A 10-year-old MN Boston Terrier recently diagnosed with diabetes presents for a glucose curve. Your doctor has informed you that not only is “Harley” a bit of an ornery character, he is dehydrated, and pretty much has no veins as far as the eye can see. With front legs not being an option in this patient and the back legs blown from multiple attempts, where can one go for some quick sticks with the least amount of trauma and stress for the patient? Believe it or not, the ear. Ear sticks can surprisingly be done on fairly fractious cats or dogs with relative ease. There is a lovely little vessel that runs along the outer edge of the ear, it may be little but boy do these things like to bleed! You don’t need a big needle just some good aim; a 22-gauge needle should suffice.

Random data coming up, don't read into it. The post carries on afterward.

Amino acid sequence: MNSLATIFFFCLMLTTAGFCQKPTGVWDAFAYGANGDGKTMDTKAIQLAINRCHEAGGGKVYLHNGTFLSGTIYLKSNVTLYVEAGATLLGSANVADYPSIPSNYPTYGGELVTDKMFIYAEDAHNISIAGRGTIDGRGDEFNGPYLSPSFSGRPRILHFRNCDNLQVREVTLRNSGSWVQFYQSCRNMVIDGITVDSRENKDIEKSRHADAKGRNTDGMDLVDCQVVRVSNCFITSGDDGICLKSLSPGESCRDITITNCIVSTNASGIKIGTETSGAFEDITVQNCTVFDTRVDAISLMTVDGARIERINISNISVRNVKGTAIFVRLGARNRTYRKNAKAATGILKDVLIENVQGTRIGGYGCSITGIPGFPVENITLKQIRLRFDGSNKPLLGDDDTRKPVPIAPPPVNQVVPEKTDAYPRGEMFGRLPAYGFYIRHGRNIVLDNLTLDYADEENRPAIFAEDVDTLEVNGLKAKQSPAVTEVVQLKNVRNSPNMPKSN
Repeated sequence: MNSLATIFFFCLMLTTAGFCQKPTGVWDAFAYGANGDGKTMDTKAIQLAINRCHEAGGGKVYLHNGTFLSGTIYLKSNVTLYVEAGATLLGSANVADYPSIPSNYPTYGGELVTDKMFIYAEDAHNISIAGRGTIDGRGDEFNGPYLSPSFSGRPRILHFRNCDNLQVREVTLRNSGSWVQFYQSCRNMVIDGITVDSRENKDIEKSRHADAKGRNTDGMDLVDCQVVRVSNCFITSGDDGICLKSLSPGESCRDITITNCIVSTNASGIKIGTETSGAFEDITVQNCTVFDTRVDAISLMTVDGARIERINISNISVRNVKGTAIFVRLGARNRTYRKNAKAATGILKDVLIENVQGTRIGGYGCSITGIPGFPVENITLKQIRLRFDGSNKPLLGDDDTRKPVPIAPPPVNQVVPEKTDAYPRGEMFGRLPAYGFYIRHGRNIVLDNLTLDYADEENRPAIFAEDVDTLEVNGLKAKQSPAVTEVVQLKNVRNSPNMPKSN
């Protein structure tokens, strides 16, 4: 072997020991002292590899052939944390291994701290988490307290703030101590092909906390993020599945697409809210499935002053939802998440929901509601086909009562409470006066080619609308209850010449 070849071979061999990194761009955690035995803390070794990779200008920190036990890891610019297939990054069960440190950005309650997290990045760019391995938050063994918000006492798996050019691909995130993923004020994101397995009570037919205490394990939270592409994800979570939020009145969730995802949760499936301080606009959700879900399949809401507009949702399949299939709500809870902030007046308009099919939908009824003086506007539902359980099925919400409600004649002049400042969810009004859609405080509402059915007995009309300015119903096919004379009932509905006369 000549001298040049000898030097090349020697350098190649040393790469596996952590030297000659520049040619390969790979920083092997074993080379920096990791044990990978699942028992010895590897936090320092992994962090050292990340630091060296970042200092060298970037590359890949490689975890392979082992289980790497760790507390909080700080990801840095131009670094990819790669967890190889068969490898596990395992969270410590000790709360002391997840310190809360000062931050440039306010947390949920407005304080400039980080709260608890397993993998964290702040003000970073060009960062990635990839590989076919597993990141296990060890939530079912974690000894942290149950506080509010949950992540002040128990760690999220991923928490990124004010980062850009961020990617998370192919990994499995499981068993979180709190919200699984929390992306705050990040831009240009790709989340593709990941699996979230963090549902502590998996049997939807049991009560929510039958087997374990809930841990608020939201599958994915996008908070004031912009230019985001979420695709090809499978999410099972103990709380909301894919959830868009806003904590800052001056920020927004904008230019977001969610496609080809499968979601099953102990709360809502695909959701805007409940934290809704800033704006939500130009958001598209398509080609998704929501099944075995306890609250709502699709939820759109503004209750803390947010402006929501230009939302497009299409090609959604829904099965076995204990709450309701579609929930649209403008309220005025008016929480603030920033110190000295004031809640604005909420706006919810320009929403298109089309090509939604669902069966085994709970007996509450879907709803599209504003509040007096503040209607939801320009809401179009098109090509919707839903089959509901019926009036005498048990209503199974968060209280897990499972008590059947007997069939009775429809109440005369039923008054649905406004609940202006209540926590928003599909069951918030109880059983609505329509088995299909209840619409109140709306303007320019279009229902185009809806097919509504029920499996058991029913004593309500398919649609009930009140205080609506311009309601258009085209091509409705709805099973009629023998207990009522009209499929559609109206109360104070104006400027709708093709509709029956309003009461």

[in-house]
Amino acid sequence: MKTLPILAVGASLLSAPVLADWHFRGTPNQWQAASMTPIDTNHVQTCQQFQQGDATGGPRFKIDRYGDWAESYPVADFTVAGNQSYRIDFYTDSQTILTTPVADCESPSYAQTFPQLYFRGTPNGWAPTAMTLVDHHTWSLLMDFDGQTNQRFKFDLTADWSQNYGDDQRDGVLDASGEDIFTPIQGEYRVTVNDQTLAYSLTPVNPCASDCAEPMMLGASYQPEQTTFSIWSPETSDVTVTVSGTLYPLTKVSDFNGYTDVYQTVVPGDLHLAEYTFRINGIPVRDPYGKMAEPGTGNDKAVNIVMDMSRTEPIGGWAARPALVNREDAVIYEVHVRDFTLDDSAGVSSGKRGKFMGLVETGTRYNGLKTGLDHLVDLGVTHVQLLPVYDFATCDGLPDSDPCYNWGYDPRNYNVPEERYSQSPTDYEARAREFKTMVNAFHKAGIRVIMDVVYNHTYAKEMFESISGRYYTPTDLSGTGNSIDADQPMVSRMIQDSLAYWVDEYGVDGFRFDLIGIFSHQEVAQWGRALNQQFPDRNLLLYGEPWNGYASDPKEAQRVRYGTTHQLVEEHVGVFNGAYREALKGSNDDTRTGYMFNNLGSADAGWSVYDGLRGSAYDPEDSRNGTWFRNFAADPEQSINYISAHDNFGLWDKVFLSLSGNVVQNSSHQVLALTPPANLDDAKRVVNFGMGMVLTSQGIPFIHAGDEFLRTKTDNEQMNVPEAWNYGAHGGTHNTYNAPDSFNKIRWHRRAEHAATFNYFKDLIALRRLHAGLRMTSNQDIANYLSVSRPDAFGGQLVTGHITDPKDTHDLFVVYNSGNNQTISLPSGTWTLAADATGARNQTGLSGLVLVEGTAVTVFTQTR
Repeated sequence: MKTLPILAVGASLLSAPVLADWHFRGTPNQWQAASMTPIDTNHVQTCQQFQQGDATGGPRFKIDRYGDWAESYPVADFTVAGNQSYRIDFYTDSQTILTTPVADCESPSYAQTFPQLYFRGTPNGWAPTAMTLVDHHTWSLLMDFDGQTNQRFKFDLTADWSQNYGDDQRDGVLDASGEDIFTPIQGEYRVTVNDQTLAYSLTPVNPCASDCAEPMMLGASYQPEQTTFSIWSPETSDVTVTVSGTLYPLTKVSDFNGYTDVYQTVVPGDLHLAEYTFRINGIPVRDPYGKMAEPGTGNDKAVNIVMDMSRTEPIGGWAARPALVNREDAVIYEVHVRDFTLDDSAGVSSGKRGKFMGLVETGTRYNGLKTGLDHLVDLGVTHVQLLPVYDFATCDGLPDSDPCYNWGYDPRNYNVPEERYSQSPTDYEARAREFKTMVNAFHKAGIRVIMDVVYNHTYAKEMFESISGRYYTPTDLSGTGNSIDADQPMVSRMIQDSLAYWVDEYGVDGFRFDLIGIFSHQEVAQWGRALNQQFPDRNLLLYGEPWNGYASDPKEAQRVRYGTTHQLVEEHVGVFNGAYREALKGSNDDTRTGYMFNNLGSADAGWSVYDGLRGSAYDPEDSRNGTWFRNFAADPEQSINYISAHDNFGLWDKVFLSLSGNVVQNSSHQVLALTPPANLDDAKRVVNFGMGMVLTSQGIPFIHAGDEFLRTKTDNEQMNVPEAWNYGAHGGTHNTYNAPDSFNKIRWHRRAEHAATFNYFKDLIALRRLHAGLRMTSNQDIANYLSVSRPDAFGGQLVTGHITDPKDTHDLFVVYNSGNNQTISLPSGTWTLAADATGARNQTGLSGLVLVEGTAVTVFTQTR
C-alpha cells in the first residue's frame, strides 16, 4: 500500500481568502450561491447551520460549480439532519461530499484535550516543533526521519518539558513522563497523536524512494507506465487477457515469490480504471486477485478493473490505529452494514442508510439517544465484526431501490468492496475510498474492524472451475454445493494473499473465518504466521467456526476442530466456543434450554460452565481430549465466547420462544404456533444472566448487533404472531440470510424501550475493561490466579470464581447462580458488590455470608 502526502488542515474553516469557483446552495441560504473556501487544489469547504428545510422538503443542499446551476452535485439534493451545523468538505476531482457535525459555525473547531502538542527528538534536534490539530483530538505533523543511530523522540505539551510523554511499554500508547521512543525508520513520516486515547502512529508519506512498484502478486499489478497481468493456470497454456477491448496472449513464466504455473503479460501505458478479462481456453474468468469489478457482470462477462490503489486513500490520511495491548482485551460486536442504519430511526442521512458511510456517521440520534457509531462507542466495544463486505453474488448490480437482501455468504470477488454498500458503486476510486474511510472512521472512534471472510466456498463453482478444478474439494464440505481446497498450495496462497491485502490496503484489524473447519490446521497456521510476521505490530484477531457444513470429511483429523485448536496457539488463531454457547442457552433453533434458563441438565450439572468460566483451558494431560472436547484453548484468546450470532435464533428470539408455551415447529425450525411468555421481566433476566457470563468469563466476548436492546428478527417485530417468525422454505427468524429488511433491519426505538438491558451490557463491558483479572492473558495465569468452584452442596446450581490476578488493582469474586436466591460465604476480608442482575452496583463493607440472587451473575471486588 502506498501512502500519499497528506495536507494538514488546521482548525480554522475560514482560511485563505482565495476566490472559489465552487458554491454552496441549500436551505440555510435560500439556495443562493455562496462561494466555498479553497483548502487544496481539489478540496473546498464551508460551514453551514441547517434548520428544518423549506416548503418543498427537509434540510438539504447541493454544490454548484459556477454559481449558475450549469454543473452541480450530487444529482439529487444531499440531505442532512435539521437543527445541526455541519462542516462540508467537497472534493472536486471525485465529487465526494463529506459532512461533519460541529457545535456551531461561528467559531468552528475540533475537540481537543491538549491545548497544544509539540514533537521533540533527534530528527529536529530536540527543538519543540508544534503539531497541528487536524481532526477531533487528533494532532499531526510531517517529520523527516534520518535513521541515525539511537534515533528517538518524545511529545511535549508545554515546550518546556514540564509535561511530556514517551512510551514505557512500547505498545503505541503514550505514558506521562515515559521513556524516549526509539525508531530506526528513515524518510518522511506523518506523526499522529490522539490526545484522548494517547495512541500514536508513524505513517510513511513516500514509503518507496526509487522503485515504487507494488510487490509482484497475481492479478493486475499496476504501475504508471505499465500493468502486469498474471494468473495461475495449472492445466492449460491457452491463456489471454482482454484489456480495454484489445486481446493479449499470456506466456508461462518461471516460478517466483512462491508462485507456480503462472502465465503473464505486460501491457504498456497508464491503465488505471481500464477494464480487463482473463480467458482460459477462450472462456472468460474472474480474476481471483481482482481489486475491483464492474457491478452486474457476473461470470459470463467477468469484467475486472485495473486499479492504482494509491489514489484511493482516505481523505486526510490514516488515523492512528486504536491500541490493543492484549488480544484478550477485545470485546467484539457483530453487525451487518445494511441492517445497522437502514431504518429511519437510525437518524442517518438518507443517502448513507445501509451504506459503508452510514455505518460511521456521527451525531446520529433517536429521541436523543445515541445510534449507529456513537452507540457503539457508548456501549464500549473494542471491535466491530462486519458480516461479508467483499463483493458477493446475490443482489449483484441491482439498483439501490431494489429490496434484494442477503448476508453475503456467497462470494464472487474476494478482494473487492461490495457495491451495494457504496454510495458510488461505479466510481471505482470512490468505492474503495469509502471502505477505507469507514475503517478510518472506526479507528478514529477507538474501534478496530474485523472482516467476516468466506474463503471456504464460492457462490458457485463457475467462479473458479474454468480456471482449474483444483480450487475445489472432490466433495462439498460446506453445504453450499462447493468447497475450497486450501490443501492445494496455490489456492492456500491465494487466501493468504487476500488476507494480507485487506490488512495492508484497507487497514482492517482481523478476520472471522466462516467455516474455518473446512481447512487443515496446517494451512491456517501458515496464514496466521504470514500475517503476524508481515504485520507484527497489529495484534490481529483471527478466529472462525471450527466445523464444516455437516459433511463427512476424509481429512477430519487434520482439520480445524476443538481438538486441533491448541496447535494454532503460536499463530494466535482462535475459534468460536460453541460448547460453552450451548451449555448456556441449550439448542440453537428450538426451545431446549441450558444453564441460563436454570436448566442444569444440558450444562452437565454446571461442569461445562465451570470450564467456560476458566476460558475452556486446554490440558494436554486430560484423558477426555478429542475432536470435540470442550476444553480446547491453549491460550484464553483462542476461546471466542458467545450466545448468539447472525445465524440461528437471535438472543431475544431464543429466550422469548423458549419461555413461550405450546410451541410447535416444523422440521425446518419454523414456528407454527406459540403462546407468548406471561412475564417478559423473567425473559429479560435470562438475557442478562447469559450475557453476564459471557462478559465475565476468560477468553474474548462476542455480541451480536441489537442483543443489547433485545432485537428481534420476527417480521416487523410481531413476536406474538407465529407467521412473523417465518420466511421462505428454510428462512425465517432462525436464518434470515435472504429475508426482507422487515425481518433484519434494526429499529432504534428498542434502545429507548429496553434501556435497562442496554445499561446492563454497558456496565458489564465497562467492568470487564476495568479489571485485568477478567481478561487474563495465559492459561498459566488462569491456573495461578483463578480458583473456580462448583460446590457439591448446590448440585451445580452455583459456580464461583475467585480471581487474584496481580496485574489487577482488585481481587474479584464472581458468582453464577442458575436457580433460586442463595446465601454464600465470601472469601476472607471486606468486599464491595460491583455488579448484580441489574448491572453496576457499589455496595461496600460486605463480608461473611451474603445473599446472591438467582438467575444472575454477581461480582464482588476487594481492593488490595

You can pad your fingers with some gauze behind the ear as a safety measure so as not to accidentally stick yourself; no one wants to know what your blood glucose is anyway. Gently prick the ear vein (don’t stab it, you work for a vet not a body piercing shop). A small stick is all that you need. If your clinic uses an AlphaTRAK veterinary glucometer you only need .3 microliters of blood, which is about the size of a pinhead. You will need to apply some digital pressure after to stop the bleeding, again these veins are notorious bleeders, not like a tongue ,but close. Now these ears can certainly get sore from multiple sticks, but this technique will give the patient’s other veins some much needed healing time.
Just another quick tip. When taking routine BG’s from a patient’s arms or legs use an insulin needle, it will cut down on the “ouch” factor and help to preserve that vein for the next stick.